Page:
Anyone who has had the pleasure… ahem… of parenting a teenager will be familiar with the phrase “hormones have a lot to answer for”, most likely muttered under their breath while gulping a large glass of wine at the end of another fraught day.
But the truth is they do. Hormone levels really can impact our behavior and even our psychological wellbeing. It’s not just a teenage thing. And, stop press, it’s not just a female thing either. Hormones can ensure we have positive relationships, too.
Put simply, hormones act as chemical messengers that shoot around your body helping all your systems to function in the way they should.
In previous studies, scientists have identified at least 50 different hormones that carry out essential functions throughout the body. For example, Adrenocorticotrophic hormone (ACTH), made in the pituitary gland and designed to stimulate your adrenal glands to produce the stress hormone cortisol, the growth hormone that affects how tall you grow and of course sex hormones estrogen and testosterone. These tend to be some of the hormones we’re most familiar with. And it’s these sex hormones that we’ll be concentrating on in the remainder of this article.
If you're a woman, you’ll know that throughout your ovarian cycle your mood and emotions change. But have you ever really tried to understand how? Or why? And have you thought about whether this impacts your partner or relationship?
Scientists have studied the female menstrual cycle to determine how it affects relationship dynamics. And the findings were pretty interesting.
In a study in the Netherlands(1), heterosexual women and their male partners completed a daily survey to capture a number of things. Questions were asked about their psychological wellbeing, how they felt about their partner, how they thought their partner felt about the relationship, how jealous they felt and their level of interest in sex. They also collected a daily urine sample that was tested for levels of hormones estrogen, progesterone and testosterone.
Researchers found that on days where estrogen was higher, women reported less physical attraction to their partners. Meanwhile, men, on these days, felt that their partner was less interested in sex. And they reported lower psychological wellbeing, too. Could it be that men are picking up on their partners' negative emotions towards them?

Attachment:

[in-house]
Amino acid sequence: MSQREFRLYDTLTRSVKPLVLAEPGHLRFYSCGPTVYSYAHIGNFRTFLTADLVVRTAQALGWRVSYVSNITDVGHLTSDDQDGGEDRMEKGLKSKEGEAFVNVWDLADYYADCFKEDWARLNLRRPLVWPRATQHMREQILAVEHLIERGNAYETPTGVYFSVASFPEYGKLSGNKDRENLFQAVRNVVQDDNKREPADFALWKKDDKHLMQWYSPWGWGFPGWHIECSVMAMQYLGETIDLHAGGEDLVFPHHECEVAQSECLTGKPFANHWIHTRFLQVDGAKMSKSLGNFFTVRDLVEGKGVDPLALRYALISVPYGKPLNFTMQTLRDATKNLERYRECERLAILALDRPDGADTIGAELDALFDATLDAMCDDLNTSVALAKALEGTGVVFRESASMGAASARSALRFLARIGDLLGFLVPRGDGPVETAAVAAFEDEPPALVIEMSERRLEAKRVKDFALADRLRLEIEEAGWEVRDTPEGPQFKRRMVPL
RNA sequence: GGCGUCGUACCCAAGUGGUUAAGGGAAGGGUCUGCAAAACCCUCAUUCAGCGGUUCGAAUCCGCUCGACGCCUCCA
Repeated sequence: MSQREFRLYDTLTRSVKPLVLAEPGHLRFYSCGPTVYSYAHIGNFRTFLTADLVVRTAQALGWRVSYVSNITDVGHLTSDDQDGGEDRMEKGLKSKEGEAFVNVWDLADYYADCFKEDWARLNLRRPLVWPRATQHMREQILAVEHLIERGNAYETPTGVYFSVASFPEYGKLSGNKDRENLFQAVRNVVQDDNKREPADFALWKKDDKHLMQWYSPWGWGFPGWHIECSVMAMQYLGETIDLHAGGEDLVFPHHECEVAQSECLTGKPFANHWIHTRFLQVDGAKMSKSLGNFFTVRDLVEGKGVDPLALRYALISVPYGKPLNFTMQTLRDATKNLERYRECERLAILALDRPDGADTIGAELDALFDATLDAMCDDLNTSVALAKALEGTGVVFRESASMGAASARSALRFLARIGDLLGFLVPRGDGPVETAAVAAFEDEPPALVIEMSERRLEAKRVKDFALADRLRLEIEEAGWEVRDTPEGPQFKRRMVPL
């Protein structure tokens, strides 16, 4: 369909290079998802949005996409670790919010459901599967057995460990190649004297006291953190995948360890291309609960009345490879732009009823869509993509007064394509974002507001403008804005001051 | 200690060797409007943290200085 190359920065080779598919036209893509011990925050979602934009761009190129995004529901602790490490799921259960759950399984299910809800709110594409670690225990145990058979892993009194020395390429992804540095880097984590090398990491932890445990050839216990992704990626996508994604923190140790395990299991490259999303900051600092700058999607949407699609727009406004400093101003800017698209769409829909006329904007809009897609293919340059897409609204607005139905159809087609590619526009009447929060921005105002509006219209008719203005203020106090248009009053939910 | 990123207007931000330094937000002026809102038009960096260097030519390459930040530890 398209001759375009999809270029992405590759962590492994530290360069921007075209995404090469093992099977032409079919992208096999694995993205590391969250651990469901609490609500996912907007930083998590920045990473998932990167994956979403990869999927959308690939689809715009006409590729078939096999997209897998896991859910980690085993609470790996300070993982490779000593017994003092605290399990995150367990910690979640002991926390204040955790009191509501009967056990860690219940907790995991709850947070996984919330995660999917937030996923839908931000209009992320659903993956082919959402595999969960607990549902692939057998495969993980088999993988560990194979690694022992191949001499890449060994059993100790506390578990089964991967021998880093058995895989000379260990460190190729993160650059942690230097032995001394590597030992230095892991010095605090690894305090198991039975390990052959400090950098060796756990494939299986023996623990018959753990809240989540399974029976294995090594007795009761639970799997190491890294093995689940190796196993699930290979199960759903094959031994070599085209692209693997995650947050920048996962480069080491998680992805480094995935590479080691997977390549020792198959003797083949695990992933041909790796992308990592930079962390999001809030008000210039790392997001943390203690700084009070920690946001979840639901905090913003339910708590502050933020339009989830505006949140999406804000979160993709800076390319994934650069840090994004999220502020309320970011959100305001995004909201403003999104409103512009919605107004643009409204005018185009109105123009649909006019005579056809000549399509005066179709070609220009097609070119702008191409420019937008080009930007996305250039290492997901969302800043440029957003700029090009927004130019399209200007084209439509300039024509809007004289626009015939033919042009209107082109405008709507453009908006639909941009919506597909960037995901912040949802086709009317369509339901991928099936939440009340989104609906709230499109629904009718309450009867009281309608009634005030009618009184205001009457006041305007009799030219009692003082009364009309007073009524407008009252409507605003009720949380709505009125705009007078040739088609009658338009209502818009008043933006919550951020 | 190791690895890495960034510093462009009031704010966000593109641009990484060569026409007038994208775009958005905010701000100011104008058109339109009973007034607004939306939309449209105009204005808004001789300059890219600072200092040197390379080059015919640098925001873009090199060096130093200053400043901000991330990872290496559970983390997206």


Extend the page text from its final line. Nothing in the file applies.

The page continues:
Throughout a woman’s menstrual cycle she sees the rise and fall of progesterone, estrogen and testosterone. Each causing a notable impact on mood, feelings and behavior. But what scientists were interested in studying was whether there was any relationship, aside from anecdotally, between these fluctuating hormones and sexual behavior. Did any of these changing hormone levels drive an urge to have more sex?
Perhaps surprisingly, the answer was no, they could find no correlation. They did, however, find that as progesterone rose, women became generally more favorable towards their partner, while a rise in testosterone led to greater reported feelings of jealousy.
But it’s not just sexual hormones that can have an impact on our mood. Many hormones, if out of balance, can impact how we feel. Too much stress hormone cortisol, for example, can cause weight gain, impact sleep or even affect the immune system.
It may be useful to note things, such as what you’ve been eating or whether you’ve had any niggling arguments. As therapists, we find that the way in which arguments unfold in relationships can follow predictable cycles. By tracking and keeping a journal you’ll be able to identify if this is the case for you.
You can even purchase home testing kits to help you understand more about your cycle and ovulation times. If you can predict these hormone peaks you can look to prevent the distress that often ensues. Once you become able to pinpoint those high levels of sex hormones, or even stress, you can perhaps look to avoid discussing trigger topics within that time window.
And when you feel your blood starting to boil? Try to avoid conflict by finding activities that help you calm down and keep your emotions in check. Spend some time on self-care or book in a favorite hobby or dinner date with a friend.
Help your partner to understand when and how hormones are impacting you and encourage them to give you the space you need at the right time to ensure you enjoy healthy relationships.
Finally, we quite often recommend the book Couples on the Fault Line by Peggy Papp. We particularly suggest reading the chapter ‘The Timing and Temple of Relationships’ exploring cyclical and biological rhythms.
As we often say, part of the challenge is understanding things from one another’s perspective and being prepared to listen without judgement or retort. A little knowledge can go a long way to support this.